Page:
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Garden Blog

Going Native

New England aster

by Dawn W Todd, Nursery Volunteer

On the first leg of my journey to Connecticut to see my  son graduate from his medical residency (I had to put  that in), the fellow sitting next to me was from Walla Walla. As so often happens to me, we got to talking about plants. He showed me pictures of his backyard, and I was impressed by his artistry. He takes old wood—torn down structures—and turns them into landscape elements. He created a patio retreat that blocked the neighbor’s view of him, and also blocked his view of their house; it made an oasis of beauty for his family. (I’m sure it didn’t hurt that his wife has studied interior design.)

I wish I knew how to do that. I comforted myself by remembering that I am getting to know plants, and plants can create retreats too. When the subject turned to Vaccinium I began by thinking, “Oh, I know about this!” and then I realized that, while I know about Vaccinium, I don’t know a darn thing about Walla Walla. Well…wine. And peas. And red twig dogwood next to the river. He asked my advice, and since I didn’t have a computer handy my advice to him was to get on one and look up his zone, and look up “native plants for Walla Walla,” or “native plants for central Washington.” Or he could go to a nursery and see if they have a native plants section. I told him to think about having his soil tested, because it’s easy and inexpensive and tells you what you need to add to it in order to grow what you want to grow; as well as letting you know when you’re knocking your head against a brick wall. My own soil is very acidic, which is common around the Seattle area, and if a plant needs an alkaline soil I’d have too much to do every year to keep that plant happy.

That’s why I always suggest starting with native plants. It’s because I am—I will admit this—a lazy gardener. I love to garden, I do. It’s my meditation, it’s my exercise, and it’s my favorite form of socializing. I love my dog, cats, fish and even my family, but plants are the best company. I can spend a happy and absorbed two hours weeding, but then I want to be done with that. Have you noticed that some of our most aggressive invasives are imported? They may have been perfectly well behaved at home, but they become annoying life-of-the-party-lampshade-on-the-head rowdies when they move here.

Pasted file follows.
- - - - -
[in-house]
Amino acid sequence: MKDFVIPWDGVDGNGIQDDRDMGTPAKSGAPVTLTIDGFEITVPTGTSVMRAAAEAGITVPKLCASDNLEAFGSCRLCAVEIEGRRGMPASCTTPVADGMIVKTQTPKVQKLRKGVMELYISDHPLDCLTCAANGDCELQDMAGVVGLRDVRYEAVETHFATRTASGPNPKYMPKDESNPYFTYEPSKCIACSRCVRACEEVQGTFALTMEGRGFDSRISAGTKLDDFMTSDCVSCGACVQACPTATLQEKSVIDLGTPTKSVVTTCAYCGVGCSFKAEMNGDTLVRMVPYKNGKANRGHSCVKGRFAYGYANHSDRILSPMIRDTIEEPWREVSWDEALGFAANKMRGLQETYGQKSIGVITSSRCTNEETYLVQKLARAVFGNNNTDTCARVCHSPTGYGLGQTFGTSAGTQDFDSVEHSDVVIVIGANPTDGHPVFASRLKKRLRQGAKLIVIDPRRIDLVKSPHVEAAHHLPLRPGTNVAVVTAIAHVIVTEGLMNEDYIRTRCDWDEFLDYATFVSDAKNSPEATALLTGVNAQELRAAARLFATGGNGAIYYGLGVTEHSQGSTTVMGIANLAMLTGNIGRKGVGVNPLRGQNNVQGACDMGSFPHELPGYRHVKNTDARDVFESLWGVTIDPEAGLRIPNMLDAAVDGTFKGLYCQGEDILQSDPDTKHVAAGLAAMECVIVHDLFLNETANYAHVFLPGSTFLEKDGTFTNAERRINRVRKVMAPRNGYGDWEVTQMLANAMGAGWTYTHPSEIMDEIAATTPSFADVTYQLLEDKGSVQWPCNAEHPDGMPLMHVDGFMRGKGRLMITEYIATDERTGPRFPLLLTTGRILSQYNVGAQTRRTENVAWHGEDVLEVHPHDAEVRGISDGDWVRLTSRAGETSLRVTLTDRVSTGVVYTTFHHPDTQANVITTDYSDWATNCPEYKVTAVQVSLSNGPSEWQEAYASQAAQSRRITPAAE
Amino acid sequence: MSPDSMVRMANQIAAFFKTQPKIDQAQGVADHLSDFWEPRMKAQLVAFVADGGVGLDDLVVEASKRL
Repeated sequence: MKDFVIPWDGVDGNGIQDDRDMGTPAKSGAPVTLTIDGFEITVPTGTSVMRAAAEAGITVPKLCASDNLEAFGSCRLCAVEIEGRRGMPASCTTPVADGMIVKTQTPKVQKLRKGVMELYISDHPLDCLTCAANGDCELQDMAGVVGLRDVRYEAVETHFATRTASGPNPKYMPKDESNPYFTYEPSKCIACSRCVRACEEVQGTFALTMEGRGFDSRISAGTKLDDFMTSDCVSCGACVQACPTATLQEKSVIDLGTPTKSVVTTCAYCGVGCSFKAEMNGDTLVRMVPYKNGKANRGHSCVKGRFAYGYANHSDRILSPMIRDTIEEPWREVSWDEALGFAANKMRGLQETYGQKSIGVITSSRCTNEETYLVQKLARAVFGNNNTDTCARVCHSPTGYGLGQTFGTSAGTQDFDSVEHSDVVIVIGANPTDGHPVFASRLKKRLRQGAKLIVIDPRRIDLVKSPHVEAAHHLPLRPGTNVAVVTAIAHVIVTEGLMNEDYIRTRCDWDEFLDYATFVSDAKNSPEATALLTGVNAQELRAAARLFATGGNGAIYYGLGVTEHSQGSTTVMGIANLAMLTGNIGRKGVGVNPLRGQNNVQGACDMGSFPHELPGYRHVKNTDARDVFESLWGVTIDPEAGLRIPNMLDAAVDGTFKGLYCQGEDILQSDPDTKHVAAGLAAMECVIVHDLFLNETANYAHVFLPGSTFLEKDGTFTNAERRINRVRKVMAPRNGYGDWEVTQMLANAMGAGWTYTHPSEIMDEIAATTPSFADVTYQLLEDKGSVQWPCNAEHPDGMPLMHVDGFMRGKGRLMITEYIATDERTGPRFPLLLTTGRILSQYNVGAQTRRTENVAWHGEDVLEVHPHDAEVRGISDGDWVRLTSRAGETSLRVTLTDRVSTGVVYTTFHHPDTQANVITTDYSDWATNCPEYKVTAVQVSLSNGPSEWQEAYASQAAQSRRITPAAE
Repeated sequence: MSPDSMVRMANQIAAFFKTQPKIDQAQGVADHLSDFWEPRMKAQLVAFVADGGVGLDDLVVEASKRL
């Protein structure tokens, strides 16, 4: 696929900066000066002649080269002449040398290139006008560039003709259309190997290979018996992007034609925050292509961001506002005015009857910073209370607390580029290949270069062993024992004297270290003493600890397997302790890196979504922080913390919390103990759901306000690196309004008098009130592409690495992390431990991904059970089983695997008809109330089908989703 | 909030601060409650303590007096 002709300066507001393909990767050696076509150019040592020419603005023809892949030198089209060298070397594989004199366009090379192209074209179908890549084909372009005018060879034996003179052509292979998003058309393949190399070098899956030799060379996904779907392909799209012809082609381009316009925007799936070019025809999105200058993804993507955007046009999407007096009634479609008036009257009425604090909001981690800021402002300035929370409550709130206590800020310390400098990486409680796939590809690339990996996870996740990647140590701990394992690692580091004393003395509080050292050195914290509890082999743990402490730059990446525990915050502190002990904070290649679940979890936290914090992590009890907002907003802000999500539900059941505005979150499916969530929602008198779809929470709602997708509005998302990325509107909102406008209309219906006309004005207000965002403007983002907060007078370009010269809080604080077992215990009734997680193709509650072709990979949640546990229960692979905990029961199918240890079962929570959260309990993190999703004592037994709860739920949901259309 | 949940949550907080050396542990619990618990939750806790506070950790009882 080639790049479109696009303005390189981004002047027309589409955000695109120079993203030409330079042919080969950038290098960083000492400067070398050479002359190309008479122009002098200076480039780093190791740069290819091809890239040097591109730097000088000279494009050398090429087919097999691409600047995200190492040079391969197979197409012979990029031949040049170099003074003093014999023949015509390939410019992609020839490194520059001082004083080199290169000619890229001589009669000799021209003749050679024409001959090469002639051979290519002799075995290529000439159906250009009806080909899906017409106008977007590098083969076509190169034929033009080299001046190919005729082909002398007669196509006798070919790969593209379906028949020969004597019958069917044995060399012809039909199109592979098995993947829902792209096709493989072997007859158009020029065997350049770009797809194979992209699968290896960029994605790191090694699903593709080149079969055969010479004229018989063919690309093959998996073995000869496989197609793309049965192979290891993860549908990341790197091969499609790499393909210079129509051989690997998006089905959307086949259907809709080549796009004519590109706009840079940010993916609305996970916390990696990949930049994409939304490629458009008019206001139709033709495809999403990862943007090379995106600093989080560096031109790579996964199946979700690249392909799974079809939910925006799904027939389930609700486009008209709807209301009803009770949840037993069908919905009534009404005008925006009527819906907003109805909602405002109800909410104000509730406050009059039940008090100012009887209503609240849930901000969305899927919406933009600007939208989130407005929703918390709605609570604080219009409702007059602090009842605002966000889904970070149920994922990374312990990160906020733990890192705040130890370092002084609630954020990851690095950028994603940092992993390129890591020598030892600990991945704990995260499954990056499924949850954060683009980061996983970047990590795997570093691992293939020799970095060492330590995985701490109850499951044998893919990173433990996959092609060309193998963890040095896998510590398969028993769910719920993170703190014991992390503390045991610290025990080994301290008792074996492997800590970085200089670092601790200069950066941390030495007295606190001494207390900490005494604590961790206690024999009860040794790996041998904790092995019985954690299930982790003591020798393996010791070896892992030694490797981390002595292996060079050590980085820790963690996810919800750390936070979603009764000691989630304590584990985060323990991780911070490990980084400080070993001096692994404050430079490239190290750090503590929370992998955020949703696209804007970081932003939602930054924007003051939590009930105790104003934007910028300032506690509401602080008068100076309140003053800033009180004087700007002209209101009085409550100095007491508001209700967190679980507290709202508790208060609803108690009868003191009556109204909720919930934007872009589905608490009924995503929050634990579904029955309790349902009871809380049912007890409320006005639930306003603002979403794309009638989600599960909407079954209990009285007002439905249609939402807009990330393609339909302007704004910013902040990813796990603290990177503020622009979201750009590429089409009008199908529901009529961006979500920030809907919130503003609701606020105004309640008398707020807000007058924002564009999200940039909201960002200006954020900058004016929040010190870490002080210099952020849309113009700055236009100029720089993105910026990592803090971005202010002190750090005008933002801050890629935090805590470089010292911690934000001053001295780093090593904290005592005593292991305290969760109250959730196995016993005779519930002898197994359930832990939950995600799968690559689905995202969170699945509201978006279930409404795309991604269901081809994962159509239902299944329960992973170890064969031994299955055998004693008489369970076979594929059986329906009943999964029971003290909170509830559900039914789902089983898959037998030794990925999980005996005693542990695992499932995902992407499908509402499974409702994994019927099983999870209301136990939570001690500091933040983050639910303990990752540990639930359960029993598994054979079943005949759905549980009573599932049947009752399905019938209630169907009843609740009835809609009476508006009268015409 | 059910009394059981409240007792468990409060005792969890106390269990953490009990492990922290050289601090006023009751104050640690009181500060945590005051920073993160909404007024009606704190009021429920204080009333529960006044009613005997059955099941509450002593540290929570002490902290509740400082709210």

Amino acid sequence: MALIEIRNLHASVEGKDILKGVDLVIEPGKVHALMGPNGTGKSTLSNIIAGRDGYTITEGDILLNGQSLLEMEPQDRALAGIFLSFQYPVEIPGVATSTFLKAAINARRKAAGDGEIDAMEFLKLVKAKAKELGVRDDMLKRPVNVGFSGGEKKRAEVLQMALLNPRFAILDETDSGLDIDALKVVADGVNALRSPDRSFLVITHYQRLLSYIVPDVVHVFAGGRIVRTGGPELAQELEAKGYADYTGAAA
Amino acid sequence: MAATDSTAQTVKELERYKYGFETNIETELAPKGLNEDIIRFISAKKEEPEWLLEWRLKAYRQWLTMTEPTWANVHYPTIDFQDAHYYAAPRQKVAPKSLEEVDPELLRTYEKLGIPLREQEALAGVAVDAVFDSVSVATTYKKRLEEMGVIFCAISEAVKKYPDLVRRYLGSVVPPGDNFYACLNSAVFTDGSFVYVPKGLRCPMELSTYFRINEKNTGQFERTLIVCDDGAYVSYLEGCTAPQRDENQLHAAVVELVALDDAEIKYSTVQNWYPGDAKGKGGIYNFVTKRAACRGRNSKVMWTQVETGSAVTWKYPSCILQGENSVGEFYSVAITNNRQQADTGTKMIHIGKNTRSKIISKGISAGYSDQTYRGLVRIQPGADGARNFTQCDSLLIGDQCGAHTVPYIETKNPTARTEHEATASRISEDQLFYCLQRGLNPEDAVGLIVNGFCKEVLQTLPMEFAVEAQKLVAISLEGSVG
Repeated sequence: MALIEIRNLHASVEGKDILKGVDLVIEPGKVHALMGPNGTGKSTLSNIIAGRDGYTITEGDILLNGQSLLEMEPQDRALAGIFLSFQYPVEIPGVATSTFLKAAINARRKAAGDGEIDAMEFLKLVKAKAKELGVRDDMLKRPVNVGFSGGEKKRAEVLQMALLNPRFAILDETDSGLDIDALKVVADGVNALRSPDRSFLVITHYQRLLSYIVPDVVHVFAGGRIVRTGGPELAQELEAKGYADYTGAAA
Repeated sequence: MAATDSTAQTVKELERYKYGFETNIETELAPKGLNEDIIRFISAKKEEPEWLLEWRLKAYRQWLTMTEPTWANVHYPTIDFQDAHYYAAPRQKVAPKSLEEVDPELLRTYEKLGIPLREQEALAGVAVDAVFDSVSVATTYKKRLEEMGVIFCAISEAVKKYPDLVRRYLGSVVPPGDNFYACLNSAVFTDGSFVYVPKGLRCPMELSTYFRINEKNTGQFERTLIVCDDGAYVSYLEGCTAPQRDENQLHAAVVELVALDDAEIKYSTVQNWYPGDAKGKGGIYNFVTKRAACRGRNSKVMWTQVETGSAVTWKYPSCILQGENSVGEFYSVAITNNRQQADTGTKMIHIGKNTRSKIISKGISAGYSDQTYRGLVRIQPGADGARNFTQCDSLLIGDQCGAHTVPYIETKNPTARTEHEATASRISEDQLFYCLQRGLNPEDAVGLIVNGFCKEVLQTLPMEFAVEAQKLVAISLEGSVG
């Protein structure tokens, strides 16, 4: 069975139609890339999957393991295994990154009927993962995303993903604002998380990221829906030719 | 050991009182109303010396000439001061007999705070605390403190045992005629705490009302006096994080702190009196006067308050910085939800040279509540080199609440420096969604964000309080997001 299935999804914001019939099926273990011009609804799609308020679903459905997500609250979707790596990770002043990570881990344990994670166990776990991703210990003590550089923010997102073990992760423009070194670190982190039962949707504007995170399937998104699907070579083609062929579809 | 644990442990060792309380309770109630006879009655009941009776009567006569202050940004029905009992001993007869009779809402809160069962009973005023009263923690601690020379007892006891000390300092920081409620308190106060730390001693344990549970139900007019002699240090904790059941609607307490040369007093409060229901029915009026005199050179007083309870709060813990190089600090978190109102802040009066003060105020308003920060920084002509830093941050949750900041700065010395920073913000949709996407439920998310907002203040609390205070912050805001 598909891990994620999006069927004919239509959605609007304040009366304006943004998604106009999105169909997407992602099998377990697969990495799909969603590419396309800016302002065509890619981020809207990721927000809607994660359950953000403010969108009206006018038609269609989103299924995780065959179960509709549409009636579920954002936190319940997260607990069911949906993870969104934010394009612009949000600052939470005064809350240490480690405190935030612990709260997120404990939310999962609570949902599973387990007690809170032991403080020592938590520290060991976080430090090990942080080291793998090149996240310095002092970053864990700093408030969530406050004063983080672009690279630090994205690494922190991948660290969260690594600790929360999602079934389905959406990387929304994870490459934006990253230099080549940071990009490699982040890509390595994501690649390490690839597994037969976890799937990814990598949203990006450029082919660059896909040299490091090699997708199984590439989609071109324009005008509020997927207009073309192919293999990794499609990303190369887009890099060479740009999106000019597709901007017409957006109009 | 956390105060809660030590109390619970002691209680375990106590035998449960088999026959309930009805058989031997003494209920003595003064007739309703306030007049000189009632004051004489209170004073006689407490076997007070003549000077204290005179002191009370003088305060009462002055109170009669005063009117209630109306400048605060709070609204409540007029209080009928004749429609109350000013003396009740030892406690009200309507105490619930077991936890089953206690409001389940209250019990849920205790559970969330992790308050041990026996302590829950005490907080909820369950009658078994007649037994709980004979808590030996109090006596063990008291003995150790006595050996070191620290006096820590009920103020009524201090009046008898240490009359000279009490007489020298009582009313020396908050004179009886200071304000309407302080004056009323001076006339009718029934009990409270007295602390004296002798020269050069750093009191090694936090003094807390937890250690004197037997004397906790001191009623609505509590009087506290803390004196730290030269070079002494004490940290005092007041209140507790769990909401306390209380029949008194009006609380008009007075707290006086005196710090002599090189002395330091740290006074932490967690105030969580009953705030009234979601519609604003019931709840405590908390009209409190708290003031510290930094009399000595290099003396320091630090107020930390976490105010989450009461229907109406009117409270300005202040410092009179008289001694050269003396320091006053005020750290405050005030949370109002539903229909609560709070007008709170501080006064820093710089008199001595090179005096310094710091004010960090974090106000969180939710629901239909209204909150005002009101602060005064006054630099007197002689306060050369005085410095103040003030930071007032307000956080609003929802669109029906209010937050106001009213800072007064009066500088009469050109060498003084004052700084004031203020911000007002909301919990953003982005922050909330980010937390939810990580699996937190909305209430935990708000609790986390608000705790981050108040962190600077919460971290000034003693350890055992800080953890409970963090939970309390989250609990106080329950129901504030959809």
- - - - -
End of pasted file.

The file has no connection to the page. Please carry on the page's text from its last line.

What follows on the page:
I can spend an hour watering if there’s a very dry spell, but then I want to quit. (And watering is expensive.) Think of all the lush green lawns in southern California. We needn’t sneer, it happens here, too.

If I had to choose one garden task that is my special joy, I’d say it’s pruning. Nonetheless I do not want to prune a plant every year (or more often). I don’t deny the joy of nurturing one special plant we simply cannot live without. No harm in that. But the majority of my yard needs to be at least “region-appropriate”, if not native. It needs to be pretty darn self-sufficient, once it’s established, with the sun, rain and soil type available. I want to “work” in the garden for a few hours and then I want to sit in the garden and enjoy it, for Pete’s sake!

On the second leg of my journey I sat next to a resident of Connecticut returning home. She has a beach property that she wants to see planted in an attractive, sustainable way. It was Walla Walla all over again for me—what the heck grows here? My first thought was kinnickinnick, and I told her so, but I told her what I told the other fellow—look up native plants, look up your zone, go on-line and plug in the soil/sun/water situation and see what is going to be happy where you live. You in the Shoreline/Seattle area are lucky—you have the staff at the Kruckeberg Botanic Garden to ask. By the way, that pretty New England aster in the picture? We have some of that, too!

After I arrived at my son’s home I looked up Connecticut native plants myself. My gosh, the first three listed were old friends from home! Kinnickinnick, of all things, wild ginger, and columbine. Okay, it’s Asarum canadensis instead of our Asarum caudatum for the ginger, and it’s Aquilegia canadensis here instead of our own Aquilegia formosa for the columbine, but as I looked at the names and the pictures I didn’t feel as far away from home. Just for fun, here’s the website I checked out. You may enjoy it, too. If you fall in love with anything, just be careful where you plant it. http://www.ct-botanical-society.org/garden/